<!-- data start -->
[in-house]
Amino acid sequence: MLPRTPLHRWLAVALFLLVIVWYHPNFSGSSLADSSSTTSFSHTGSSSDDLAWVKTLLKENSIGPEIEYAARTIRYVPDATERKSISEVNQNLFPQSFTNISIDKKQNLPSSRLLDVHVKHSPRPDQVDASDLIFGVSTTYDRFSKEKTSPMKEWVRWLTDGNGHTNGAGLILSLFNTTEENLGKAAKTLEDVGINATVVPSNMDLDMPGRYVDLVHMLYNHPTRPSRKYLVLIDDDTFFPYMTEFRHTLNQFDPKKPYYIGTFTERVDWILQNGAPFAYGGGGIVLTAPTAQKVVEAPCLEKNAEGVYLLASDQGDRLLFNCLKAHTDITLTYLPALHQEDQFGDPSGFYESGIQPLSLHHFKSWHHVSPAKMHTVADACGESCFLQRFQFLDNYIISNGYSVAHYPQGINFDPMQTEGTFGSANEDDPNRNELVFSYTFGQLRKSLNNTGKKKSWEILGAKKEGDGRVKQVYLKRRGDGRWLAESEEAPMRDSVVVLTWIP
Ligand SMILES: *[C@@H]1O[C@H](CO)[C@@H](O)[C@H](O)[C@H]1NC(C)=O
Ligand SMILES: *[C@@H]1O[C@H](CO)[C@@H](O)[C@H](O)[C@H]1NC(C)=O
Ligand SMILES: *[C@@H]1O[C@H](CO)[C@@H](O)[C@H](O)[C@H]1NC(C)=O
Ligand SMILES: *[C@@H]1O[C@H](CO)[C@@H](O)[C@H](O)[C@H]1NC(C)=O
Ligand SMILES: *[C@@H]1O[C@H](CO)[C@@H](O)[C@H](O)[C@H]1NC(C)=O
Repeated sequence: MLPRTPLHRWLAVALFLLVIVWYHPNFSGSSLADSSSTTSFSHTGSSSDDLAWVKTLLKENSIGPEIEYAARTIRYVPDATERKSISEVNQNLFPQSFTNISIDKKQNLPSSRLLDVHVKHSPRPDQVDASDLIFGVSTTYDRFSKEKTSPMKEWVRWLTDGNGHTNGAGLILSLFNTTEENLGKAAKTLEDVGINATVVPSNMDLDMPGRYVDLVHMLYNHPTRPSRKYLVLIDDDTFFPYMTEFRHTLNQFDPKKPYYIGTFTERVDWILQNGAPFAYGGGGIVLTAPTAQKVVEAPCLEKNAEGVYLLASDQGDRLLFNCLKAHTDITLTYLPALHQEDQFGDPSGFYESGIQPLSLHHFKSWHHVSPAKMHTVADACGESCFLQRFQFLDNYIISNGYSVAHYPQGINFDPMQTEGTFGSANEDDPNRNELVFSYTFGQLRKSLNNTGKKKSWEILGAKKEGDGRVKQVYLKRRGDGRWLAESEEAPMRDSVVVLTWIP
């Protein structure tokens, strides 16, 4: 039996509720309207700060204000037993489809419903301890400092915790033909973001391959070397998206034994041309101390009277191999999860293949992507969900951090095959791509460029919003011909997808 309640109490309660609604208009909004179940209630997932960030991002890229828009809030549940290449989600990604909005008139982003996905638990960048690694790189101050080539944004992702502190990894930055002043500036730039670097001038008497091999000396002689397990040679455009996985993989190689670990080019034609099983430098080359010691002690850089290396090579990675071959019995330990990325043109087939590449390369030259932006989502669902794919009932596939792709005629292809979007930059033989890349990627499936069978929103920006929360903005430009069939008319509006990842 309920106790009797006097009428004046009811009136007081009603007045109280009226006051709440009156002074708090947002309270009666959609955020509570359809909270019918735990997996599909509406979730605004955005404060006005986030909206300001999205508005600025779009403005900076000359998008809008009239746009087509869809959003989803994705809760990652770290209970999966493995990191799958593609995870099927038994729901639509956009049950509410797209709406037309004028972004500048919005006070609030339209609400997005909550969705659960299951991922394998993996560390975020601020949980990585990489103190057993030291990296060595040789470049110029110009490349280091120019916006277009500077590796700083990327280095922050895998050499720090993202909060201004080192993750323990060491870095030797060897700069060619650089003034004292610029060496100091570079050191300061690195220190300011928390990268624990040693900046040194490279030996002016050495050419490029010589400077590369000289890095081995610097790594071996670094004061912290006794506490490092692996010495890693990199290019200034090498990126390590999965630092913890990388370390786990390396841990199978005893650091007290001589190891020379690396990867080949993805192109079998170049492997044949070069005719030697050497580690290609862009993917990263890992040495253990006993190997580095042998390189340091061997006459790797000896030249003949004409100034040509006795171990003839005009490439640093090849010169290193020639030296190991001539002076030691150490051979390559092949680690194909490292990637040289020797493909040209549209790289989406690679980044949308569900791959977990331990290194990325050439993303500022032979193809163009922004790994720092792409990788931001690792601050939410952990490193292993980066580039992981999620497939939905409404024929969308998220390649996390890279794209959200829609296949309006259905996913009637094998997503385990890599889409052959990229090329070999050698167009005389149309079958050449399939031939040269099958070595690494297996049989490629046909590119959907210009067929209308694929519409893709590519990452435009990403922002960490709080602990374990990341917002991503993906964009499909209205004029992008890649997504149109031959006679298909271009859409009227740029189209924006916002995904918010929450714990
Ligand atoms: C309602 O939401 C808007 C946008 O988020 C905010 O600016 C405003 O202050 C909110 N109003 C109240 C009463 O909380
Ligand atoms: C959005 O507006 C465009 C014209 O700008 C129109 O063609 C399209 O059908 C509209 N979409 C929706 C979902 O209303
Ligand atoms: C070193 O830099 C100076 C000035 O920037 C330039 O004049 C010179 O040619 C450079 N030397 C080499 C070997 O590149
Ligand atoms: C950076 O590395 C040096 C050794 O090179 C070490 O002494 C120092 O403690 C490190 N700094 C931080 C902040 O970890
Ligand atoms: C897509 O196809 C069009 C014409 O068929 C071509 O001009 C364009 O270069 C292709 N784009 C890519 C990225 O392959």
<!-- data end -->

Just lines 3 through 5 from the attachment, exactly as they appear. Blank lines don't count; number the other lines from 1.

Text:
Ligand SMILES: *[C@@H]1O[C@H](CO)[C@@H](O)[C@H](O)[C@H]1NC(C)=O
Ligand SMILES: *[C@@H]1O[C@H](CO)[C@@H](O)[C@H](O)[C@H]1NC(C)=O
Ligand SMILES: *[C@@H]1O[C@H](CO)[C@@H](O)[C@H](O)[C@H]1NC(C)=O